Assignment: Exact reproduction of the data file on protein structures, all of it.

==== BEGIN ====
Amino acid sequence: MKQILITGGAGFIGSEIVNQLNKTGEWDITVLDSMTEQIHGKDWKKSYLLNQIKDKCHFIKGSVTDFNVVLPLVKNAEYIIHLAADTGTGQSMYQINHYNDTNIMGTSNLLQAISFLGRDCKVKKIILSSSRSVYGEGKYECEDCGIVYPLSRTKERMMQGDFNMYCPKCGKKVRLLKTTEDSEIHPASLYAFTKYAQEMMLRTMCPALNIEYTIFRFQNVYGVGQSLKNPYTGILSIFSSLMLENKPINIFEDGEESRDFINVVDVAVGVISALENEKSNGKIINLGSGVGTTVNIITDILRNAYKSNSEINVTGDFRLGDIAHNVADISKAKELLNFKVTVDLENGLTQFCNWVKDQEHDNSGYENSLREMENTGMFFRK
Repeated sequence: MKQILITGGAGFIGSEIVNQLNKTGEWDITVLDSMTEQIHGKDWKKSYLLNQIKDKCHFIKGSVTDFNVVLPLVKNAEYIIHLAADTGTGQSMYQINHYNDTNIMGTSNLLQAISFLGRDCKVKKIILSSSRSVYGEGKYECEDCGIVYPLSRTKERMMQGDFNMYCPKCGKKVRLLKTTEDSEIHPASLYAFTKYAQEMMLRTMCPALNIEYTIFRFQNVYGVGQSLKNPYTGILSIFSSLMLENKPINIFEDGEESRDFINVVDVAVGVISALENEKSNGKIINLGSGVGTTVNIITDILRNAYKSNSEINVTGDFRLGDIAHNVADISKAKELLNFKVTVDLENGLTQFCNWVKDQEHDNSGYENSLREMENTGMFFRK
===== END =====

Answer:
Amino acid sequence: MKQILITGGAGFIGSEIVNQLNKTGEWDITVLDSMTEQIHGKDWKKSYLLNQIKDKCHFIKGSVTDFNVVLPLVKNAEYIIHLAADTGTGQSMYQINHYNDTNIMGTSNLLQAISFLGRDCKVKKIILSSSRSVYGEGKYECEDCGIVYPLSRTKERMMQGDFNMYCPKCGKKVRLLKTTEDSEIHPASLYAFTKYAQEMMLRTMCPALNIEYTIFRFQNVYGVGQSLKNPYTGILSIFSSLMLENKPINIFEDGEESRDFINVVDVAVGVISALENEKSNGKIINLGSGVGTTVNIITDILRNAYKSNSEINVTGDFRLGDIAHNVADISKAKELLNFKVTVDLENGLTQFCNWVKDQEHDNSGYENSLREMENTGMFFRK
Repeated sequence: MKQILITGGAGFIGSEIVNQLNKTGEWDITVLDSMTEQIHGKDWKKSYLLNQIKDKCHFIKGSVTDFNVVLPLVKNAEYIIHLAADTGTGQSMYQINHYNDTNIMGTSNLLQAISFLGRDCKVKKIILSSSRSVYGEGKYECEDCGIVYPLSRTKERMMQGDFNMYCPKCGKKVRLLKTTEDSEIHPASLYAFTKYAQEMMLRTMCPALNIEYTIFRFQNVYGVGQSLKNPYTGILSIFSSLMLENKPINIFEDGEESRDFINVVDVAVGVISALENEKSNGKIINLGSGVGTTVNIITDILRNAYKSNSEINVTGDFRLGDIAHNVADISKAKELLNFKVTVDLENGLTQFCNWVKDQEHDNSGYENSLREMENTGMFFRK